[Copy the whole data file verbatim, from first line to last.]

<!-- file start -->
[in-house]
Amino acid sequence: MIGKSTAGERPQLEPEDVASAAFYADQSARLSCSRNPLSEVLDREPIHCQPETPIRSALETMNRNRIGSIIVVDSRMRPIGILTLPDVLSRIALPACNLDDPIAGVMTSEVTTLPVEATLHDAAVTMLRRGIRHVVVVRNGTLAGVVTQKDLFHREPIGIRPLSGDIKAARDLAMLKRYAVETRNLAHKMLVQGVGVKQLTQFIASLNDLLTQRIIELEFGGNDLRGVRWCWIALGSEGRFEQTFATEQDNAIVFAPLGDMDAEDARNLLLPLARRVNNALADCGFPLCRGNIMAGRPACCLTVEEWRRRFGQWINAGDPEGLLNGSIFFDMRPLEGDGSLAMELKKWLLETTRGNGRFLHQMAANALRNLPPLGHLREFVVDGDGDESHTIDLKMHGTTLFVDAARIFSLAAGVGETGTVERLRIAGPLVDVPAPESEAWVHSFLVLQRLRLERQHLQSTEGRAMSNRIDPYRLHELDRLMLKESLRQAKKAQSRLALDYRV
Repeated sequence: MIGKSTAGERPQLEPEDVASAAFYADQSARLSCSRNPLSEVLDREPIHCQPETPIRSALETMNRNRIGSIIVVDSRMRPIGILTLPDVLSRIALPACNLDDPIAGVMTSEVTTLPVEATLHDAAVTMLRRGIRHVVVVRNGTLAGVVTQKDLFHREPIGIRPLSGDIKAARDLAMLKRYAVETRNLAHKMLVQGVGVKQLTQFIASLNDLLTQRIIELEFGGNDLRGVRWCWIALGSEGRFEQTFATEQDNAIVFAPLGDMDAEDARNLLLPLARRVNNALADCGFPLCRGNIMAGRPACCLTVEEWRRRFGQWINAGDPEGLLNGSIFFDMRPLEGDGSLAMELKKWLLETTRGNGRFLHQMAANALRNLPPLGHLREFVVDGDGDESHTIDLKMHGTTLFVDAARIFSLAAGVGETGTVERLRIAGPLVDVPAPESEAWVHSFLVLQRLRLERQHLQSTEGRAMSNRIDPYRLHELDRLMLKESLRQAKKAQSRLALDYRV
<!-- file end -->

[in-house]
Amino acid sequence: MIGKSTAGERPQLEPEDVASAAFYADQSARLSCSRNPLSEVLDREPIHCQPETPIRSALETMNRNRIGSIIVVDSRMRPIGILTLPDVLSRIALPACNLDDPIAGVMTSEVTTLPVEATLHDAAVTMLRRGIRHVVVVRNGTLAGVVTQKDLFHREPIGIRPLSGDIKAARDLAMLKRYAVETRNLAHKMLVQGVGVKQLTQFIASLNDLLTQRIIELEFGGNDLRGVRWCWIALGSEGRFEQTFATEQDNAIVFAPLGDMDAEDARNLLLPLARRVNNALADCGFPLCRGNIMAGRPACCLTVEEWRRRFGQWINAGDPEGLLNGSIFFDMRPLEGDGSLAMELKKWLLETTRGNGRFLHQMAANALRNLPPLGHLREFVVDGDGDESHTIDLKMHGTTLFVDAARIFSLAAGVGETGTVERLRIAGPLVDVPAPESEAWVHSFLVLQRLRLERQHLQSTEGRAMSNRIDPYRLHELDRLMLKESLRQAKKAQSRLALDYRV
Repeated sequence: MIGKSTAGERPQLEPEDVASAAFYADQSARLSCSRNPLSEVLDREPIHCQPETPIRSALETMNRNRIGSIIVVDSRMRPIGILTLPDVLSRIALPACNLDDPIAGVMTSEVTTLPVEATLHDAAVTMLRRGIRHVVVVRNGTLAGVVTQKDLFHREPIGIRPLSGDIKAARDLAMLKRYAVETRNLAHKMLVQGVGVKQLTQFIASLNDLLTQRIIELEFGGNDLRGVRWCWIALGSEGRFEQTFATEQDNAIVFAPLGDMDAEDARNLLLPLARRVNNALADCGFPLCRGNIMAGRPACCLTVEEWRRRFGQWINAGDPEGLLNGSIFFDMRPLEGDGSLAMELKKWLLETTRGNGRFLHQMAANALRNLPPLGHLREFVVDGDGDESHTIDLKMHGTTLFVDAARIFSLAAGVGETGTVERLRIAGPLVDVPAPESEAWVHSFLVLQRLRLERQHLQSTEGRAMSNRIDPYRLHELDRLMLKESLRQAKKAQSRLALDYRV